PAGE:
When the moon begins to enter the shadow, the change is dramatic. This part of the Earth's shadow is much darker than the dim light and quite sharp. While the umbra swallows more than the moon, the eclipsed part will probably start to glow with a dark brown or ocher shade.
During the totality, which will last 62 minutes, the moon will seem to shine like a disquieting ball – that for the eyes, and especially in the binoculars and small telescopes, will appear almost three-dimensional. The color of the moon during the next whole is not known. Some eclipses are so dark, gray-black that the moon almost disappears from sight. During other eclipses, it can illuminate a bright orange.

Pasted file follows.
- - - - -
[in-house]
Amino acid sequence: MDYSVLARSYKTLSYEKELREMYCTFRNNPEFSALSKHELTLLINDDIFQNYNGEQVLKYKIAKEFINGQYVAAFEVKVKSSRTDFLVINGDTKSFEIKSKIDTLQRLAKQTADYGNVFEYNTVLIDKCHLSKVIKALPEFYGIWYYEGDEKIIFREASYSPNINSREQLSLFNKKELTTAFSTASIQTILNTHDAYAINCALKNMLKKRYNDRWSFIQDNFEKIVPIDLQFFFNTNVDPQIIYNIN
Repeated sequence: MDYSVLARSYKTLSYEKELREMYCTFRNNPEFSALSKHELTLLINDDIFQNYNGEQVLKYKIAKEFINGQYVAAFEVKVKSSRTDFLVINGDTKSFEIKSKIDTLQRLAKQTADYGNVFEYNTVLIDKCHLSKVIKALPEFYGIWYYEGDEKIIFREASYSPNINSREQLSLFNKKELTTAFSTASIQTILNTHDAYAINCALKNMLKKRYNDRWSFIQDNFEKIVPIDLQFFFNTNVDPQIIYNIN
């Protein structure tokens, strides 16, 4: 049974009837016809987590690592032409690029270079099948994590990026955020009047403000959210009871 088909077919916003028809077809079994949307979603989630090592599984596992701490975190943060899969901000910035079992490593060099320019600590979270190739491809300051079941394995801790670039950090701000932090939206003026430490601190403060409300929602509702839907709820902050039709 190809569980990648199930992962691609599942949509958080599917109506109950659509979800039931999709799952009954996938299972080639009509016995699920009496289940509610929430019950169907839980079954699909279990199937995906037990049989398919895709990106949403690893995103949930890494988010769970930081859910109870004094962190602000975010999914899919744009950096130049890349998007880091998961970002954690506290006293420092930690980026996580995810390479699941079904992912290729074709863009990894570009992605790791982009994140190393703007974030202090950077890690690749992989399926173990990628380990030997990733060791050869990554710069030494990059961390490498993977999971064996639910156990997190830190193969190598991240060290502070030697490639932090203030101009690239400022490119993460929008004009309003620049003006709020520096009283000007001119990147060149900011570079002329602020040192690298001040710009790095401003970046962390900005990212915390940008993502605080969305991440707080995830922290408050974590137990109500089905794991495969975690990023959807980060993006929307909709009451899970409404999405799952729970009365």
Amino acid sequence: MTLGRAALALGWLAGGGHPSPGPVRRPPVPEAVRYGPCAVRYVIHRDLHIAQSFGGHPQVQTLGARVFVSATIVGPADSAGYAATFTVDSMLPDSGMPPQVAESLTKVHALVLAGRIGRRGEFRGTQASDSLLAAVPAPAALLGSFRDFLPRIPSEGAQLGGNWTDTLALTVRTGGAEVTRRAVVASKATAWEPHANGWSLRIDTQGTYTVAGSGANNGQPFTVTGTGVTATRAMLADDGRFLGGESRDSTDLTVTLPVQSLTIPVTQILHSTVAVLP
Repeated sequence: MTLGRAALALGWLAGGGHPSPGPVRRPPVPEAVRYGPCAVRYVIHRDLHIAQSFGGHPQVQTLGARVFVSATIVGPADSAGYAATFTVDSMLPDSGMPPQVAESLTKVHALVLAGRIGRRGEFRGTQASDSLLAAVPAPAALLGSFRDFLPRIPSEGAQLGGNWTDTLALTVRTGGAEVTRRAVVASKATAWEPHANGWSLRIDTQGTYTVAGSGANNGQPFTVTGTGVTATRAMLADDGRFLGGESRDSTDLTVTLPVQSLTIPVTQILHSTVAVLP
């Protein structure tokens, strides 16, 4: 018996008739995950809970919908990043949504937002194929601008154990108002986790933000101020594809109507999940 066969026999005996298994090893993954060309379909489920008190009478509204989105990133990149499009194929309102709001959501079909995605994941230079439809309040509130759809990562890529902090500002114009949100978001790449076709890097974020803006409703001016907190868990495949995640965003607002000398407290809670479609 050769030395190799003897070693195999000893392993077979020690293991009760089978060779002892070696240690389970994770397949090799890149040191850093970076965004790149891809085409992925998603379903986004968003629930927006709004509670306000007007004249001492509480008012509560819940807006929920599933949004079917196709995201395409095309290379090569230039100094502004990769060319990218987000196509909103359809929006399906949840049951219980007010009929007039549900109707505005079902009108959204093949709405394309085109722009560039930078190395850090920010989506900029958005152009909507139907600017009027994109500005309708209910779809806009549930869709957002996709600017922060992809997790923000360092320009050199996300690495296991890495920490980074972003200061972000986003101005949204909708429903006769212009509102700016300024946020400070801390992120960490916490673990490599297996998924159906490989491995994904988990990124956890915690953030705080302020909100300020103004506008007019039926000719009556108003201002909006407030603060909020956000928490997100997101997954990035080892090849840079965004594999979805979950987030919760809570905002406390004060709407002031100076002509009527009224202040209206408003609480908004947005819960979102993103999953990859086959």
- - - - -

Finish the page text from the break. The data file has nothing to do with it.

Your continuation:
The reason the moon can be seen when totally eclipsed is that sunlight is scattered and refracted around the Earth from our atmosphere, and enough of this light reaches the moon to give it a faint copper glow even when it is totally eclipsed. Since the moon will travel through the northern part of the Earth's shadow, the top of its disk will probably appear brighter than the bottom, as the top will be closer to the outer edge of the Earth's shadow.
The end ends when the north-eastern limb (top left) emerges from the shadow. Events now take place in reverse order. The edge of the shadow will take little more than one hour to retreat to the face of the moon. In another 25 minutes, even the last shade of the penumbrico should have disappeared, leaving the full moon to its normal splendor.
Branding the eclipse